|VIII||256-307||Melody in unison|
Here follows a detailed description of each section:
I. Sustained pedal notes in unison. This section marks the beginning of the piece. A single sustained note (g quarter tone sharp) makes its first appearance in the cello (muted sul ponticello); shortly after that it also appears in the electronics. Other string instruments follow suit, always in unison, each one with its own dynamic fluctuations. Woodwinds get added to the texture in bar 10. The composer starts the piece, as it were, by presenting us with an empty canvas; we can perceive a texture (different sound sources and different modes of sound production) but he restrains from showing us the harmonic spectrum that is implied in this single sustained tone. Starting on bar 16 he makes an association between dynamics and timbre by associating ordinario with pp and sul ponticello with mf. In bar 23 the Tam tams make their first appearance, blurring the clarity by introducing their own inharmonic partials.
At bar 29 we see the introduction of a new tone (f) by the Timpani; electronics and low strings follow suit immediately after. Bar 36 sees the overlapping of two fundamental tones, thus anticipating a procedure that will be exploited to the fullest in section IV. The bells blur the clarity of the harmonic spectrum starting on bar 43 with their sound rich in inharmonic partials. The accordion makes a significant -almost subversive- gesture by playing a cluster (bar 45) in the low register, which creates a notorious disturbance in this context due to the presence of what could be understood as multiple fundamentals. Here we see how Haas apparently undermines his own structures, but in fact I believe he highlights his procedures by underlining the stark contrast between harmonic/inharmonic fields and between fixed pitch instruments and instruments with flexible intonation.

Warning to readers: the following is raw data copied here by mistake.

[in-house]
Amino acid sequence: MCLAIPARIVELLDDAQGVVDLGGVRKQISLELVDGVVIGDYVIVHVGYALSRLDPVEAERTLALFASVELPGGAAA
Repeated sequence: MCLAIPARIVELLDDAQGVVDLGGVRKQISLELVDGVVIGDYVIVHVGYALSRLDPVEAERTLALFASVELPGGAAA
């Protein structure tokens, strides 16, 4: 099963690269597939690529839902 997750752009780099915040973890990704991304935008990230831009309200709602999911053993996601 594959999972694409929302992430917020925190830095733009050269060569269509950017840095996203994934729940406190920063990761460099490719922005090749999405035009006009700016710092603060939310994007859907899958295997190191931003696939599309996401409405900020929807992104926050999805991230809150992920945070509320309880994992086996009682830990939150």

II. Single harmonic field. In a personal conversation with Gregorio Karman (who collaborated with Haas in the creation of “…und…” at the SWR studio), Haas said that this work is set out as an etude, presenting the partials of the harmonic series in a completely didactic manner (this explains the extensive numerical labeling present throughout the score). Haas is consequent with his words because in this second section we see the introduction of the upper partials of the harmonic series right after the introduction of the fundamental. The first double bass introduces the new fundamental at the end of bar 50, followed by other low strings and the electronics a few moments later. By this point in time, we are already very familiar with this procedure, but at bar 54 the woodwinds come in playing partials number 11, 8 and 6 as indicated in the score (the electronics play only the fundamental and partial 11). Haas changes the fundamental at bar 59 (which overlaps briefly with the previous one) and starts presenting the partials belonging to this new fundamental. In this section the division into groups hasn’t taken place yet, thus all instruments in the ensemble play the partials corresponding to a single fundamental. From bars 59 to 86, Haas makes a gradual ascending glissando on the fundamental (and therefore also in the whole harmonic field). This process is led by the electronics, which serve as a guide to the rest of the ensemble. Haas does not expect the musicians to be capable of producing such refined differences of intonation, in fact he wishes for the “inaccuracies” that come as a result. These slight differences of intonation between the ensemble and the electronics add an element of friction, contributing to the oscillations and beatings that occur when two close frequencies interact. This constitutes Haas’s world, particularly in this piece.